Goldfish The Slack-Jawed Yokel


By today’s standards, I’m barely middle-aged. By Middle Ages standards, I’m as old as Methuselah. Do you know who Methuselah is? Neither do I; it’s something my grandmother used to say. I just looked it up. Apparently, he was in the Bible:

And all the days of Methuselah were nine hundred sixty and nine years: and he died.

That’s pretty old, especially when you consider that young earth creationists think the whole works has only existed for 6,000 to 10,000 years. According to that bit of provably untrue silliness, Methuselah lived some 9.6 to 16% of the total age of the earth.

Anyway, this post is not about the idiocy of creationism nor is it about disputing yet another unpossible claim from the Bible; it’s actually about getting old and I’ve gone very far afield already.

Yesterday, as I was having lunch at a restaurant, I bit into a sandwich and felt something odd. No, dear readers, I didn’t bite into something horrid; the establishment was blameless. The something odd was that one of my masticators was being masticated by my other masticators. In a self-defeating practice, I ended up chewing on one of my own teeth.

Every single one of us who is old enough to have survived childhood is familiar with the concept of teeth falling out, since our entire set of pearly whites is replaced when we’re kids. Still, it’s been quite some time since I experienced a tooth falling out, and unlike last time, I have no hope that my mouth will magically sprout a replacement.

And, I wonder, why can’t it? Why don’t we grow a new set of teeth every five or six years? Our meatsacks are obviously capable of growing a whole new set of teeth, so why don’t they? It’s strange that we’re given one set to last less than a decade, and then expected to live the entire rest of our lives with only one more.

Then, I realized it’s because we aren’t built to live this long. Our life expectancy keeps getting long and longer, yet our corporeal meatsacks haven’t caught up. They haven’t evolved to re-create the things we need to survive, like teeth. Perhaps, if the human race doesn’t annihilate itself first, in a few thousand years, we will grow more teeth when the crappy ones we’re given fail, but for now, I’m stuck with a mouth full of crappy teeth. Actually, as of yesterday, I have less than a mouthful.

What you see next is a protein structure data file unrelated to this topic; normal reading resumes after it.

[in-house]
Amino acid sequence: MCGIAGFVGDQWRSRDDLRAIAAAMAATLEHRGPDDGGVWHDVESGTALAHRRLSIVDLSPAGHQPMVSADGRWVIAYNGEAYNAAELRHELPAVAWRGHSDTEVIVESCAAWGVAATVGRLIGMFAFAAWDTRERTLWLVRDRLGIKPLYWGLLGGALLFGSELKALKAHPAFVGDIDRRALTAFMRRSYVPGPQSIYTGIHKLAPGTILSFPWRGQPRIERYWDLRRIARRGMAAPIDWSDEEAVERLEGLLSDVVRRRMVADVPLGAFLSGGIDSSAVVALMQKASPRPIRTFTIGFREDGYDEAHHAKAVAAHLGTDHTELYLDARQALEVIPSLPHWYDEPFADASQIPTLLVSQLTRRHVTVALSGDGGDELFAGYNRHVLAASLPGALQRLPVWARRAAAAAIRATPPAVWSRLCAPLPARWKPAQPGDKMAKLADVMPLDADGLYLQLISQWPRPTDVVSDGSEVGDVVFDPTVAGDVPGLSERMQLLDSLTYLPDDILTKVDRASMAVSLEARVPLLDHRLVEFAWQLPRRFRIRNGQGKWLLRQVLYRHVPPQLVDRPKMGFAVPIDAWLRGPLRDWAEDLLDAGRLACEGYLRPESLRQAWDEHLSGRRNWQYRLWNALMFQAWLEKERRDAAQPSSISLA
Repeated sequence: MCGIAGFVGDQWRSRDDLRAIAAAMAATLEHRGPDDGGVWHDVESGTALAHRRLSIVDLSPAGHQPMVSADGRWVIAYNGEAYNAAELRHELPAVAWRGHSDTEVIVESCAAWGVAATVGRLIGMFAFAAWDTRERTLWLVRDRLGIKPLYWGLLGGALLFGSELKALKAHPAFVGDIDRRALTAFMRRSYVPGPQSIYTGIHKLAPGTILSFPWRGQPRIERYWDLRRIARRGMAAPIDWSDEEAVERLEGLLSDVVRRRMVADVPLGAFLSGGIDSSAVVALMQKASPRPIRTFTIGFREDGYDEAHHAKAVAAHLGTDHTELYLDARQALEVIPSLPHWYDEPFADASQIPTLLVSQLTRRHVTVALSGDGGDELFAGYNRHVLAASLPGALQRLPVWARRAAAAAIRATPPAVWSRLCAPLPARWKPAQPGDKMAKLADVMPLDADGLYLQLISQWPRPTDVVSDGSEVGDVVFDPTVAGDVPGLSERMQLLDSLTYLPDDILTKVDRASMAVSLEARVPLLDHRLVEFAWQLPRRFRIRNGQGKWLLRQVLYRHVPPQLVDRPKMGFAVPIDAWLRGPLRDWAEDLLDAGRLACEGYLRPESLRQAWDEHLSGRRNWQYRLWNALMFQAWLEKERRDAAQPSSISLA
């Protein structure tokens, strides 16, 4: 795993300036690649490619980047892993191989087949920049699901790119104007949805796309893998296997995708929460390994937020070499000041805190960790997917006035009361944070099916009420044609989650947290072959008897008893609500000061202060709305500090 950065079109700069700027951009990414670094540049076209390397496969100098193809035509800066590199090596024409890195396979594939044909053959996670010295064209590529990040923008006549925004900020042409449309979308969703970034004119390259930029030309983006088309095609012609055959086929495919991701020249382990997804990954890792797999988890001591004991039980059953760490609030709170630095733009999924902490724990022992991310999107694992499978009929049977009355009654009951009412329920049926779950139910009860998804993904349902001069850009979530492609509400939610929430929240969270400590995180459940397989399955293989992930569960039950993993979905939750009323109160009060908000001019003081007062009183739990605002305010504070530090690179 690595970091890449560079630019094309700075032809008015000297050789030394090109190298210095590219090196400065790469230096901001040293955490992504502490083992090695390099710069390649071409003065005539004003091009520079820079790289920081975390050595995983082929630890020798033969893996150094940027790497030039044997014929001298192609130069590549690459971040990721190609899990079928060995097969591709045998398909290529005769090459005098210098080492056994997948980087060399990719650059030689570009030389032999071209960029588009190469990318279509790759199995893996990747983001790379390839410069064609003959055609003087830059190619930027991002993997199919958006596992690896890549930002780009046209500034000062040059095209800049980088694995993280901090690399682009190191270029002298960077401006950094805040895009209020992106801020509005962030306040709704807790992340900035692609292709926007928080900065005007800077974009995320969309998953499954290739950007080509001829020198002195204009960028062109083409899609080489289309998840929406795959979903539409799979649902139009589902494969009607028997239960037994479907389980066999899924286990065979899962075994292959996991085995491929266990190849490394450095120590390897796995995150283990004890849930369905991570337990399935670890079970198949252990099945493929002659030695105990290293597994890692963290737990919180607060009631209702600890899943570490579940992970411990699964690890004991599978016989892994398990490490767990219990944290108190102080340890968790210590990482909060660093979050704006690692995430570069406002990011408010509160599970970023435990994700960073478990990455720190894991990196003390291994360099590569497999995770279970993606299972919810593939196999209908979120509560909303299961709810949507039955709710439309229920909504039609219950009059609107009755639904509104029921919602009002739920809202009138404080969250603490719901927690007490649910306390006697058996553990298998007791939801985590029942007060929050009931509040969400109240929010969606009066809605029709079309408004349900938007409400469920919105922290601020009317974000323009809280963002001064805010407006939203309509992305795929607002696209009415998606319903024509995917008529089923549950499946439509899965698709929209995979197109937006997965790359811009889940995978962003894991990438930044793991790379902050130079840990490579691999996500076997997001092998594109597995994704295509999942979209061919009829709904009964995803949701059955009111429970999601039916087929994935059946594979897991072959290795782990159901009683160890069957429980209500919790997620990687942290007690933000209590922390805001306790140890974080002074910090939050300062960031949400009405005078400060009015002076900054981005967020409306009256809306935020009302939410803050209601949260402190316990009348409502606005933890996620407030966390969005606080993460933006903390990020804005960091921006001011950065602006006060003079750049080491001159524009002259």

My family has crappy teeth. When my grandmother died, she had two real teeth. Two. With a legacy of crappy teeth already in place, my mom went and married a man with crappy teeth. My dad is 85 now and he has less than ten real teeth left. If we had a family reunion and you went into a shared bathroom at night, you would see jars of teeth soaking on the counter like some sort of creepy sideshow.

I had thirteen cavities in my baby teeth. Thirteen. Kids only have 20 twenty teeth. 13 out of 20 of my teeth were total failures. The dentist didn’t bother fixing them since my adult teeth would be coming in soon, so I limped along with thirteen cavities for a while.

When my adult teeth did come in, they weren’t all that great either. Within a year or two of having my brand new teeth, I already had a cavity.

You might be thinking, well, you should take better care of your teeth. I do take care of my teeth. I brush them at least twice a day and floss daily. I even use medicated mouthwash to no avail. You can’t overcome genetics. Putting lipstick on a pig doesn’t make it any less of a pig.

Given my history with teeth, it wasn’t a terrible surprise that one of them fell out decades before retirement age. The problem is the location. It’s one of my incisors in the front of my lower jaw, one right in the middle of where it says “incisor” in the diagram below:


One of the incisors on my upper jaw is already a complete fake and has been for at least fifteen years. I got that one after domestic violence monster knocked my real tooth out of my mouth with his fist. It sounds like an impressive display of strength, but his opponents, my teeth, aren’t all that formidable. Fortunately, that happened when I was working corporate and I could afford expensive dental work.

Unfortunately, now, I can’t afford expensive dental work. I can’t even afford inexpensive dental work. I have half-assed dental insurance now, but it will only cover a tiny portion of the expense of getting a new fake tooth, if at all, since it’s not considered preventative. There’s nothing preventative you can do for a missing tooth, so at least for the foreseeable future, I’m officially a slack-jawed yokel, just like Cletus.


If only we lived in an era where growing a new tooth ain’t no thing. If only I hadn’t been part of the class of working poor for the last fifteen years or so, I might have attended to it before it fell out. Though, it’s not very likely anyone could have done anything to save it.

My vision is failing, my teeth are falling out and shit ain’t what it used to be. In addition to all the other expenses I can’t afford, now I have to buy a new tooth. I hope I can find a dentist with a payment plan option. Ain’t getting old grand?